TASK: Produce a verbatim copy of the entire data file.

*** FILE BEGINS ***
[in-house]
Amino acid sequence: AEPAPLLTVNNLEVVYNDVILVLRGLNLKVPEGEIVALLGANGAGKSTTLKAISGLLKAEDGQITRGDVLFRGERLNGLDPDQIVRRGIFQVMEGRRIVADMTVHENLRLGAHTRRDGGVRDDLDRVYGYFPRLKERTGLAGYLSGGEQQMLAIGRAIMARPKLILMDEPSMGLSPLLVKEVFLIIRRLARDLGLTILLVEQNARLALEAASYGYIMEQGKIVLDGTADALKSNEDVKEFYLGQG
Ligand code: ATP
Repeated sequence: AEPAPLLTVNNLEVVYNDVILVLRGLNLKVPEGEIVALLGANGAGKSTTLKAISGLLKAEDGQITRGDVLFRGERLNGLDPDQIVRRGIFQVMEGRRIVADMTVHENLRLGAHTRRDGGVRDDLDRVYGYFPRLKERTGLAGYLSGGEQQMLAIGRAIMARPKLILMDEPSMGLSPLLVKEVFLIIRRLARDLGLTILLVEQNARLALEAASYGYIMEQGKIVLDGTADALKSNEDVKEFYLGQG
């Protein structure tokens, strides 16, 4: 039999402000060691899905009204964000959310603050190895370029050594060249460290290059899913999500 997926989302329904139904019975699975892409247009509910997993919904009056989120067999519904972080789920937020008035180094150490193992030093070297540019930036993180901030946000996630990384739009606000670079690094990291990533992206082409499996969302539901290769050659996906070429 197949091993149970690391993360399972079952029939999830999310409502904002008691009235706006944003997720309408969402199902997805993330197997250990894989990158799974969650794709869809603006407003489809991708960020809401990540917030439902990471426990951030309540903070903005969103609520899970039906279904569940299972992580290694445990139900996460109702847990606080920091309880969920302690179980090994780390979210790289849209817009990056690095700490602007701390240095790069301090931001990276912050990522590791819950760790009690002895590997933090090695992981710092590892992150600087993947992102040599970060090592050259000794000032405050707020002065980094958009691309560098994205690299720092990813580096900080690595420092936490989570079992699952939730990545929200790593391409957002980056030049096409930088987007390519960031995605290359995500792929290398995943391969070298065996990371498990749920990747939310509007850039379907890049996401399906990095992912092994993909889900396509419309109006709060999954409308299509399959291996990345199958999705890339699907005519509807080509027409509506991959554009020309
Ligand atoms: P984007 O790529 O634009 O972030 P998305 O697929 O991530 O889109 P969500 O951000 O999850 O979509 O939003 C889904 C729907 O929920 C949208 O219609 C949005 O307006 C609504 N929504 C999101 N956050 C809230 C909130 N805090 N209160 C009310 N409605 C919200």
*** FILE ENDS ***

[in-house]
Amino acid sequence: AEPAPLLTVNNLEVVYNDVILVLRGLNLKVPEGEIVALLGANGAGKSTTLKAISGLLKAEDGQITRGDVLFRGERLNGLDPDQIVRRGIFQVMEGRRIVADMTVHENLRLGAHTRRDGGVRDDLDRVYGYFPRLKERTGLAGYLSGGEQQMLAIGRAIMARPKLILMDEPSMGLSPLLVKEVFLIIRRLARDLGLTILLVEQNARLALEAASYGYIMEQGKIVLDGTADALKSNEDVKEFYLGQG
Ligand code: ATP
Repeated sequence: AEPAPLLTVNNLEVVYNDVILVLRGLNLKVPEGEIVALLGANGAGKSTTLKAISGLLKAEDGQITRGDVLFRGERLNGLDPDQIVRRGIFQVMEGRRIVADMTVHENLRLGAHTRRDGGVRDDLDRVYGYFPRLKERTGLAGYLSGGEQQMLAIGRAIMARPKLILMDEPSMGLSPLLVKEVFLIIRRLARDLGLTILLVEQNARLALEAASYGYIMEQGKIVLDGTADALKSNEDVKEFYLGQG
């Protein structure tokens, strides 16, 4: 039999402000060691899905009204964000959310603050190895370029050594060249460290290059899913999500 997926989302329904139904019975699975892409247009509910997993919904009056989120067999519904972080789920937020008035180094150490193992030093070297540019930036993180901030946000996630990384739009606000670079690094990291990533992206082409499996969302539901290769050659996906070429 197949091993149970690391993360399972079952029939999830999310409502904002008691009235706006944003997720309408969402199902997805993330197997250990894989990158799974969650794709869809603006407003489809991708960020809401990540917030439902990471426990951030309540903070903005969103609520899970039906279904569940299972992580290694445990139900996460109702847990606080920091309880969920302690179980090994780390979210790289849209817009990056690095700490602007701390240095790069301090931001990276912050990522590791819950760790009690002895590997933090090695992981710092590892992150600087993947992102040599970060090592050259000794000032405050707020002065980094958009691309560098994205690299720092990813580096900080690595420092936490989570079992699952939730990545929200790593391409957002980056030049096409930088987007390519960031995605290359995500792929290398995943391969070298065996990371498990749920990747939310509007850039379907890049996401399906990095992912092994993909889900396509419309109006709060999954409308299509399959291996990345199958999705890339699907005519509807080509027409509506991959554009020309
Ligand atoms: P984007 O790529 O634009 O972030 P998305 O697929 O991530 O889109 P969500 O951000 O999850 O979509 O939003 C889904 C729907 O929920 C949208 O219609 C949005 O307006 C609504 N929504 C999101 N956050 C809230 C909130 N805090 N209160 C009310 N409605 C919200």